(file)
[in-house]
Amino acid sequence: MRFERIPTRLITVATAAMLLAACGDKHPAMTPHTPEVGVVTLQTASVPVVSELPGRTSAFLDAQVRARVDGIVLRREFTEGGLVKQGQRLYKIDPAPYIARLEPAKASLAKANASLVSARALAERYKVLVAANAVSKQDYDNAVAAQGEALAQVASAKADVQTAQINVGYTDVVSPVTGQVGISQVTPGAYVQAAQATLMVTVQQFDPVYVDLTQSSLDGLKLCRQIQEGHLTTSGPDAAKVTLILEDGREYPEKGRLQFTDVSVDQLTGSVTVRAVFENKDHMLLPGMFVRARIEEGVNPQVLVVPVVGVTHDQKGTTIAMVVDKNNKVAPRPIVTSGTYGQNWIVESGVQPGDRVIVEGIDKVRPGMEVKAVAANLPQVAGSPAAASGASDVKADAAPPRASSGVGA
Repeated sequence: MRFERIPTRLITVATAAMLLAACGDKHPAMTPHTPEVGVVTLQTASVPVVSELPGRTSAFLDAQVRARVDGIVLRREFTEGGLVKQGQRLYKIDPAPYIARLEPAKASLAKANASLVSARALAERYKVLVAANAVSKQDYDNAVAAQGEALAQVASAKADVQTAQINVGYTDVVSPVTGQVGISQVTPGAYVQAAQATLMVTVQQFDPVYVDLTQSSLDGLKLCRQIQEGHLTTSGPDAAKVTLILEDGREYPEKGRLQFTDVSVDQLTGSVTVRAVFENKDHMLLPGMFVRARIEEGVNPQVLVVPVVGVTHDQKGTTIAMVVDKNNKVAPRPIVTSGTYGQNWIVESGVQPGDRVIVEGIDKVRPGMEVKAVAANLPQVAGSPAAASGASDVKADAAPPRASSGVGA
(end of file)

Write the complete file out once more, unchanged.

[in-house]
Amino acid sequence: MRFERIPTRLITVATAAMLLAACGDKHPAMTPHTPEVGVVTLQTASVPVVSELPGRTSAFLDAQVRARVDGIVLRREFTEGGLVKQGQRLYKIDPAPYIARLEPAKASLAKANASLVSARALAERYKVLVAANAVSKQDYDNAVAAQGEALAQVASAKADVQTAQINVGYTDVVSPVTGQVGISQVTPGAYVQAAQATLMVTVQQFDPVYVDLTQSSLDGLKLCRQIQEGHLTTSGPDAAKVTLILEDGREYPEKGRLQFTDVSVDQLTGSVTVRAVFENKDHMLLPGMFVRARIEEGVNPQVLVVPVVGVTHDQKGTTIAMVVDKNNKVAPRPIVTSGTYGQNWIVESGVQPGDRVIVEGIDKVRPGMEVKAVAANLPQVAGSPAAASGASDVKADAAPPRASSGVGA
Repeated sequence: MRFERIPTRLITVATAAMLLAACGDKHPAMTPHTPEVGVVTLQTASVPVVSELPGRTSAFLDAQVRARVDGIVLRREFTEGGLVKQGQRLYKIDPAPYIARLEPAKASLAKANASLVSARALAERYKVLVAANAVSKQDYDNAVAAQGEALAQVASAKADVQTAQINVGYTDVVSPVTGQVGISQVTPGAYVQAAQATLMVTVQQFDPVYVDLTQSSLDGLKLCRQIQEGHLTTSGPDAAKVTLILEDGREYPEKGRLQFTDVSVDQLTGSVTVRAVFENKDHMLLPGMFVRARIEEGVNPQVLVVPVVGVTHDQKGTTIAMVVDKNNKVAPRPIVTSGTYGQNWIVESGVQPGDRVIVEGIDKVRPGMEVKAVAANLPQVAGSPAAASGASDVKADAAPPRASSGVGA